So, I attended a friend’s wedding yesterday where my younger sister, Elaine, also happened to be one of the bridesmaids. Now, it’s always immensely fun to be at events that have either or both of my siblings included (an outcome that no one would have anticipated when we were children given the hostility or indifference we felt towards each other during this period). I was surrounded by friends, but many of my favorite moments of the event happened in the company of Elaine.
There was, for instance, monopolizing the photo booth for possibly a third of an hour exercising our facial muscles in expressions that, I would frankly admit, only our mother could love. Then there was standing at the buffet table and sampling items off the other’s plate to determine which dishes should merit a disproportionate amount of abdominal space. Then there were all the occasions Elaine would materialize behind me unannounced and eat my dessert without ceremony. (My shoes are killing me and the buffet’s too far away, she told me matter-of-factly. So I thought I’d go to your table instead and eat your pudding and your panna cotta.)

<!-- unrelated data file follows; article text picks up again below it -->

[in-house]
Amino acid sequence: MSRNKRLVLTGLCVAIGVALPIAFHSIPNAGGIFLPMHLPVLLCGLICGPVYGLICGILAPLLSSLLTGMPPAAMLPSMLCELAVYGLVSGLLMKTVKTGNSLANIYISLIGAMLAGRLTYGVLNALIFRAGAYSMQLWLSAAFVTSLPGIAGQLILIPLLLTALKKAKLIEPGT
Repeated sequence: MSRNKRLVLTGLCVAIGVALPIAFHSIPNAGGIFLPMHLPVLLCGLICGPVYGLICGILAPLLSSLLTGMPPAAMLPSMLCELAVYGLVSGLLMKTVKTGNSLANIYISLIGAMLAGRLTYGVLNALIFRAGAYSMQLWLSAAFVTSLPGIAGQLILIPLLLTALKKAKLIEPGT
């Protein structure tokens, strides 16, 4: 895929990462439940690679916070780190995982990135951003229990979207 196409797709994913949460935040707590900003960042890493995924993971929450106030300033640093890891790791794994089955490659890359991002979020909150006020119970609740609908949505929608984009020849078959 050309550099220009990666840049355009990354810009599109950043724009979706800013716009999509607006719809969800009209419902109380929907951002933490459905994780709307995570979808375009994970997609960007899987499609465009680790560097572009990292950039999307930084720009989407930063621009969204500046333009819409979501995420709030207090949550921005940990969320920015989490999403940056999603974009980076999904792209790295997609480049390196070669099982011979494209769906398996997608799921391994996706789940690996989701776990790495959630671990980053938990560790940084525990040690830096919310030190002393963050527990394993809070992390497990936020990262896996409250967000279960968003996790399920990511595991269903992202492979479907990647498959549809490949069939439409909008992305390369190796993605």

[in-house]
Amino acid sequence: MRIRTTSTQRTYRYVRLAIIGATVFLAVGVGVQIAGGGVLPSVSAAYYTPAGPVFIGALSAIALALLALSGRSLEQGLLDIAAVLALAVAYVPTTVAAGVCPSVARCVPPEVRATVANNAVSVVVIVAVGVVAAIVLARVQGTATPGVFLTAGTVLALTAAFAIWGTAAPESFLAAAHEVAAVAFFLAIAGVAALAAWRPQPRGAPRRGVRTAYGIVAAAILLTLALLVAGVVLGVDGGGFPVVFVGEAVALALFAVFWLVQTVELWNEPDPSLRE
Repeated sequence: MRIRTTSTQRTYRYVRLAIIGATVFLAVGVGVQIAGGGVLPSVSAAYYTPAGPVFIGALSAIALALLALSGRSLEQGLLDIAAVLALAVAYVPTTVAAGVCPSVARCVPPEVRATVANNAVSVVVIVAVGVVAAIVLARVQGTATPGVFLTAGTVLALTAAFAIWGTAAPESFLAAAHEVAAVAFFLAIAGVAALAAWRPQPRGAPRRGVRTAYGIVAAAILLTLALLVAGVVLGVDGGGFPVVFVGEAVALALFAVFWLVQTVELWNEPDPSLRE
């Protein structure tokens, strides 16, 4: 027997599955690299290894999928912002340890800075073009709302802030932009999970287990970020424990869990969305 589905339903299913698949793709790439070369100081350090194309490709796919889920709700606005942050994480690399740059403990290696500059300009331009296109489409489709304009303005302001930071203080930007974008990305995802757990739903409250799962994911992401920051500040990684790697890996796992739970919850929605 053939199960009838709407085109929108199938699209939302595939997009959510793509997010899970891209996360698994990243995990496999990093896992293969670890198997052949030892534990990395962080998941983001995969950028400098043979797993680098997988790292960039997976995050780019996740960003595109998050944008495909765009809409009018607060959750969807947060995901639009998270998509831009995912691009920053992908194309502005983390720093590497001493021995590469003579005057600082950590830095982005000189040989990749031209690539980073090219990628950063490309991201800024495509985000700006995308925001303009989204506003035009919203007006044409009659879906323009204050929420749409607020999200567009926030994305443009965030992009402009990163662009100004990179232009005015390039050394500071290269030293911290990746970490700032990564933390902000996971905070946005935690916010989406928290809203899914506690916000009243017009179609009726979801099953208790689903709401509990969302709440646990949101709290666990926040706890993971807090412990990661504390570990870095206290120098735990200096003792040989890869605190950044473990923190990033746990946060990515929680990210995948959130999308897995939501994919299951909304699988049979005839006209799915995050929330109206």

That Elaine does these things with complete nonchalance is one of the things I love best about being with her. I’m more accustomed to people relating to me with reserve, formality or caution—a fact that may have something to do with the scowl that unfortunately serves as my default expression (among other things)—so I enjoy it immensely when that customary aloofness is absent. Elaine is one of the very few people in the world with whom I can be myself—spikes and all—without having to worry about incurring collateral damage or eternal dislike.
And while it’s true that family are the people who will have to accept one fully—if only because one can’t deselect one’s relations in the same way one can deselect one’s friends and lovers—that acceptance can be grudging as well as wholehearted. To my immense and completely unmerited good fortune, I belong to the latter case.